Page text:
Saban Leaves Dolphins to Coach Alabama

Nick Saban shakes hands with fans after getting off a plane in Tuscaloosa, Ala., where he will be introduced today as the new football coach at the University of Alabama.
Nick Saban shakes hands with fans after getting off a plane in Tuscaloosa, Ala., where he will be introduced today as the new football coach at the University of Alabama. (Michelle Williams - AP)
By Mark Maske
Washington Post Staff Writer
Thursday, January 4, 2007

Nick Saban left the Miami Dolphins yesterday after two seasons as their coach to accept a $4 million-a-year contract offer from the University of Alabama.

Saban, who had repeatedly denied in recent weeks that he would take the Alabama job, told Dolphins owner Wayne Huizenga of his decision during a morning meeting at Saban's house. Saban traveled to Tuscaloosa, Ala., later in the day and was scheduled to be formally introduced at a news conference there today.

"There's a lot of reasons why decisions get made in life," Huizenga said during a news conference at the Dolphins' headquarters in Davie, Fla. "But the net is, he's not coming back . . . and we have to move forward."

Under Saban, the Dolphins were 15-17, including 6-10 this season, and failed to reach the playoffs. He had three seasons remaining on his contract for salaries totaling about $13.5 million.

He becomes the highest-paid coach in college football with a deal at Alabama that a source said is worth about $32 million over eight seasons. Saban could earn as much as $800,000 annually in bonuses written into the contract, said the source, who spoke on the condition of anonymity because the school had not released details of the agreement.

Still, Huizenga said that Saban's decision was not based on money. He said he never received an assurance from Saban that the coach would stay, and indicated that Saban never asked for a raise to remain with the Dolphins. He said he didn't feel betrayed by Saban.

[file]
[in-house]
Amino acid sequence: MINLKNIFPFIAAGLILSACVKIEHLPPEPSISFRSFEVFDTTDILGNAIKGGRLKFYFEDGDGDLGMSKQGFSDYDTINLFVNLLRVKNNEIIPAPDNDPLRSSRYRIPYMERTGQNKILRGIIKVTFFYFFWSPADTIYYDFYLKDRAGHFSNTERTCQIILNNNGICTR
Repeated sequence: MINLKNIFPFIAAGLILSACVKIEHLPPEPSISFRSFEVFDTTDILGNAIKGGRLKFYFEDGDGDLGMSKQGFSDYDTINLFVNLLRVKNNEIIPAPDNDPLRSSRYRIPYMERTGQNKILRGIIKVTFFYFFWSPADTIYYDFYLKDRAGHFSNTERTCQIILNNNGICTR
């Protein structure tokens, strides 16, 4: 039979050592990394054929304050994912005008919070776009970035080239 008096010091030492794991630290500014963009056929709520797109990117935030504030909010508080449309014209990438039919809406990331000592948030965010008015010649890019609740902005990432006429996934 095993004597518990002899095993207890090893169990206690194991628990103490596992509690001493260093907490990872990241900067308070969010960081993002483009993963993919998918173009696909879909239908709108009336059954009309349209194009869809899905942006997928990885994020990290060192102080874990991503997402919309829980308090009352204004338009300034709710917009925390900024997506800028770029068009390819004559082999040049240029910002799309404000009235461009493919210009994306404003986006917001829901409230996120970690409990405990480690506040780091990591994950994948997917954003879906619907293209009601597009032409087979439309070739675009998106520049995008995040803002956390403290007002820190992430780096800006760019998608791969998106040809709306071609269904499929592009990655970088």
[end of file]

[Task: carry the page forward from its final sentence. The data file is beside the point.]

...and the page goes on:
"I'm not upset with Nick," Huizenga said. "I think Nick is great. . . . I'm a Nick Saban fan."

Huizenga lured Saban from Louisiana State, where Saban won a national championship, with a five-year, $22.5 million deal and a promise that he would have total control over football operations. Saban, a former assistant coach to Bill Belichick with the Cleveland Browns, had success initially in his return to the NFL. He repaired the organization's fractured relationship with tailback Ricky Williams and led the team to a 9-7 record as a rookie NFL head coach, barely missing the playoffs.

But when the Dolphins had a chance to choose between two quarterbacks, Drew Brees and Daunte Culpepper, last offseason, they made a selection that doomed their 2006 season. They chose Culpepper and traded a second-round draft pick to the Minnesota Vikings for him. Brees signed with the New Orleans Saints as a free agent and led them to the playoffs. Culpepper hadn't fully recovered from the serious knee injury he had suffered in his final season with the Vikings. He made only four starts for the Dolphins before being shut down for the season.

At Alabama, Saban replaces Mike Shula, who was fired in November, and inherits a team coming off a 6-7 season that included an Independence Bowl loss to Oklahoma State.

"When I set out on this search, I noted that I was seeking a coach who has a proven record of championship success and achievement," Athletic Director Mal Moore said in a written statement released by the school. "Coach Saban brings that proven record of accomplishment and leadership to our program."

West Virginia Coach Rich Rodriguez rejected the job. Saban told his Dolphins players that he wouldn't accept Alabama's offer, and he said the same thing publicly. On Dec. 21, he said: "I guess I have to say it: I'm not going to be the Alabama coach."

But the school continued to pursue Saban, and Moore traveled to South Florida to deliver a formal contract proposal to Saban on Monday. Saban told friends in coaching that he missed college football, and on Monday the Dolphins began compiling a list of potential replacements. On Tuesday, Saban asked Huizenga for another day to make his decision.

Huizenga said the Dolphins would spare no expense to build a winning team as they launch their search for a new coach. They join the Arizona Cardinals and Atlanta Falcons in looking for coaches, and there already was some speculation within league circles yesterday that the Dolphins might try to hire Bill Cowher if he resigns as the Pittsburgh Steelers' coach, as expected. They would have to compensate the Steelers, probably with a draft pick or picks, since Cowher's contract with the Steelers runs through next season.

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